GSA's Waldron joins private law firm

Roger Waldron will join Mayer, Brown, Rowe and Maw's Government Contracts Practice Group as counsel in the firm's Washington, D.C., office.

Waldron is acting senior procurement executive at the General Services Administration. In that capacity, he has led the development, issuance and oversight of acquisition policies and procedures governing GSA's $60 billion dollar procurement operations. He also has managed the civilian development of governmentwide acquisition policy for all federal agencies through the Federal Acquisition Regulation.

Waldron has played a leading role in the management of GSA's governmentwide contracting programs. He has been a senior manager for the Federal Supply Service, where he was responsible for the acquisition management and oversight of FSS' $37 billion contracting programs, including the multiple-award schedule program. Waldron has been responsible for the policies and procedures governing FSS' interagency contract vehicles, including the multiple-award schedule program and the information technology governmentwide acquisition contracts.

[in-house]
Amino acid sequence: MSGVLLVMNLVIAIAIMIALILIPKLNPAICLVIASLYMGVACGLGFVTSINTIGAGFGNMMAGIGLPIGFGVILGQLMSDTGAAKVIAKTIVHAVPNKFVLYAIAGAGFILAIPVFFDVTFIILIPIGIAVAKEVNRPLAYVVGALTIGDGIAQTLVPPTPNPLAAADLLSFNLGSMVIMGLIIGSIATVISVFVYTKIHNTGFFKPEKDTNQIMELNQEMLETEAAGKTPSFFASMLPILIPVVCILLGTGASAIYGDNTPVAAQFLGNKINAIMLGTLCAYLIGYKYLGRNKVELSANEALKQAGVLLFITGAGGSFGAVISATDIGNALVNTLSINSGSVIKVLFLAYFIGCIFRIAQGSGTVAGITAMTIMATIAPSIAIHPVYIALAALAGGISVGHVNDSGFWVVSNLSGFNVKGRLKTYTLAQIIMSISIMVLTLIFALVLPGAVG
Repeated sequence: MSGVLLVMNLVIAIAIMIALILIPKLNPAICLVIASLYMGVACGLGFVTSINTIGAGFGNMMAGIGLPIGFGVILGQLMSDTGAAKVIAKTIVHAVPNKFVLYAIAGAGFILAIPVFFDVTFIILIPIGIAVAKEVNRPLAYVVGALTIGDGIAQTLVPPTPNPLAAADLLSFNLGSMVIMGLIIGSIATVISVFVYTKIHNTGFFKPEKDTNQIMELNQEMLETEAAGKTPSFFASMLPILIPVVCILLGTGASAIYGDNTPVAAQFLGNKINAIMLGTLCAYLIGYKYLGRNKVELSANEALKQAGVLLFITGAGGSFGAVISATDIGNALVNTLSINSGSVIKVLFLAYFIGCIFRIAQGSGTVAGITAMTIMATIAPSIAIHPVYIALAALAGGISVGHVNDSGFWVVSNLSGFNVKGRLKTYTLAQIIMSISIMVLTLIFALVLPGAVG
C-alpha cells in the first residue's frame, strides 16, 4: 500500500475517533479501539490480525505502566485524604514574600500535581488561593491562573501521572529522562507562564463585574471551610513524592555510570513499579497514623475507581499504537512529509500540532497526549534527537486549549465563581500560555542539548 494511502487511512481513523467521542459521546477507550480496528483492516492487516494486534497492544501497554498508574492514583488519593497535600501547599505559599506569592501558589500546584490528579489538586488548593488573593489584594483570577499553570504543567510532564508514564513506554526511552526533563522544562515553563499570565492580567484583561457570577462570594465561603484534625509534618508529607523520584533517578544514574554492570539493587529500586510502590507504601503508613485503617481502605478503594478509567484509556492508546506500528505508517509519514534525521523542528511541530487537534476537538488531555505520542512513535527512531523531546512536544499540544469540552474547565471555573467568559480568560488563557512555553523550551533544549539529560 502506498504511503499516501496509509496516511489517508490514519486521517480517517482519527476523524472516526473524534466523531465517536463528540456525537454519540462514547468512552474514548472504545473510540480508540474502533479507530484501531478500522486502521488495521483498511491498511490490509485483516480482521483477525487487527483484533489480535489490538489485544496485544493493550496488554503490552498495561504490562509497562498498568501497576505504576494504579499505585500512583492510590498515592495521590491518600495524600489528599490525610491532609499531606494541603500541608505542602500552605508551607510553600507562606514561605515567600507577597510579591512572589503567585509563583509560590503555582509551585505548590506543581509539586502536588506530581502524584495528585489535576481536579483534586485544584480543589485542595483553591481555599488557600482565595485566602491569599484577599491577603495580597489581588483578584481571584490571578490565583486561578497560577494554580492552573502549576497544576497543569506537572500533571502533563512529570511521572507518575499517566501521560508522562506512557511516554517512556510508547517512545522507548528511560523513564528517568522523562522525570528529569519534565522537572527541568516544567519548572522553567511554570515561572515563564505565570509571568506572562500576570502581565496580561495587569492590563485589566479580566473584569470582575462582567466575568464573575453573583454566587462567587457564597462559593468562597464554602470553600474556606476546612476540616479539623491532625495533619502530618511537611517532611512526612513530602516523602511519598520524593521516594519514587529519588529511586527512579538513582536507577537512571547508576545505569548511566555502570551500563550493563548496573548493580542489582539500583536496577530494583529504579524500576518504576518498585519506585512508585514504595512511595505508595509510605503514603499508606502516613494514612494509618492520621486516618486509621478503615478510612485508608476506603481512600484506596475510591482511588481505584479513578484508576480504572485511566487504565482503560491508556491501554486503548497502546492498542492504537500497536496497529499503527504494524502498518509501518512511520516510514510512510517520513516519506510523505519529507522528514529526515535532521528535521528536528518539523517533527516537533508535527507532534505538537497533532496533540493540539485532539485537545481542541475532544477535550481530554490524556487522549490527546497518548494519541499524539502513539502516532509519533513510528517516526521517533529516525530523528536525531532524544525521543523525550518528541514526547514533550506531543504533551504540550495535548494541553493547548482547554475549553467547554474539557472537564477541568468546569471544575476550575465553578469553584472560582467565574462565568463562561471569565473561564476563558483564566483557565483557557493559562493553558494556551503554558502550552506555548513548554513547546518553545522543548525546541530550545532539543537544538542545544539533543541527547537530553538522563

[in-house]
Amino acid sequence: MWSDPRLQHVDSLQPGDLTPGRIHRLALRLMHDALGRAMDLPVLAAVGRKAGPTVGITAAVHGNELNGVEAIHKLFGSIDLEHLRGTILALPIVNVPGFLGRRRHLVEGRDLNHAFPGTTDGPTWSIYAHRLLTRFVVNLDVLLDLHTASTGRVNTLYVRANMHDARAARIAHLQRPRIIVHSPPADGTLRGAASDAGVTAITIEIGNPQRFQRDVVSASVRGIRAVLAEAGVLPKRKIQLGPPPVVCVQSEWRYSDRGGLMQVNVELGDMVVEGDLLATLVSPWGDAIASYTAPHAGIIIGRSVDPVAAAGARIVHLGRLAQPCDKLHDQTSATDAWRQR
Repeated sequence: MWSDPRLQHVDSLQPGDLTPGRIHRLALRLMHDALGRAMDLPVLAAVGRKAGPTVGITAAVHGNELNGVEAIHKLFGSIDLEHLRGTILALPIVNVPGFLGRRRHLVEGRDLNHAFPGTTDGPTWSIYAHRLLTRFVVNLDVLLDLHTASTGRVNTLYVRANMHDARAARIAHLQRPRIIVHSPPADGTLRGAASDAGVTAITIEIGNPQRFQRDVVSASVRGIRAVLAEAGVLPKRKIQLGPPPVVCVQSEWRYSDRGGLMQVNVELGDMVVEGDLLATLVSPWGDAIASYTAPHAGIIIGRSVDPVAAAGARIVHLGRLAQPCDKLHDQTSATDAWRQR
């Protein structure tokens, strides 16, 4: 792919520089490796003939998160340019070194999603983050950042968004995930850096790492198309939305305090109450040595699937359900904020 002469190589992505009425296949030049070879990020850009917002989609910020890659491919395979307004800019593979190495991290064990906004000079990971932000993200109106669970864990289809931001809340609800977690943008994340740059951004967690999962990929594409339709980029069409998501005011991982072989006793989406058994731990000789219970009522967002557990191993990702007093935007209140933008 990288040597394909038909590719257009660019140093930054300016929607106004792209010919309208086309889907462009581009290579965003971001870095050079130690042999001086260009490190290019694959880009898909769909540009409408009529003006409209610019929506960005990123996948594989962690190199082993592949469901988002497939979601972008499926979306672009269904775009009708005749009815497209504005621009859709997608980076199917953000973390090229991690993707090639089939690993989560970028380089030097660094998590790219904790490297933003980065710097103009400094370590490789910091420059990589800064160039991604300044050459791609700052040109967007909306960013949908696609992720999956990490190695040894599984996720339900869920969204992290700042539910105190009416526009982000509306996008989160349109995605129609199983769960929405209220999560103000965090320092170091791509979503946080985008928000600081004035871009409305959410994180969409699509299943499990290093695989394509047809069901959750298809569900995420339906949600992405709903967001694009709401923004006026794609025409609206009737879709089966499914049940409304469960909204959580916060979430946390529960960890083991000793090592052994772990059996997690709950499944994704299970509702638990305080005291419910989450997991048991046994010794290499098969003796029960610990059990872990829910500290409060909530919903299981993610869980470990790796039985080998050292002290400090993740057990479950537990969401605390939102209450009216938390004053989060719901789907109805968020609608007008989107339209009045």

Waldron was a member of Acquisition Advisory Panel, appointed by the Executive Office of the President.

Read the article by Matthew Weigelt.

Featured

  • Cybersecurity

    DHS floats 'collective defense' model for cybersecurity

    Homeland Security Secretary Kirstjen Nielsen wants her department to have a more direct role in defending the private sector and critical infrastructure entities from cyberthreats.

  • Defense
    Defense Secretary James Mattis testifies at an April 12 hearing of the House Armed Services Committee.

    Mattis: Cloud deal not tailored for Amazon

    On Capitol Hill, Defense Secretary Jim Mattis sought to quell "rumors" that the Pentagon's planned single-award cloud acquisition was designed with Amazon Web Services in mind.

  • Census
    shutterstock image

    2020 Census to include citizenship question

    The Department of Commerce is breaking with recent practice and restoring a question about respondent citizenship last used in 1950, despite being urged not to by former Census directors and outside experts.

Stay Connected

FCW Update

Sign up for our newsletter.

I agree to this site's Privacy Policy.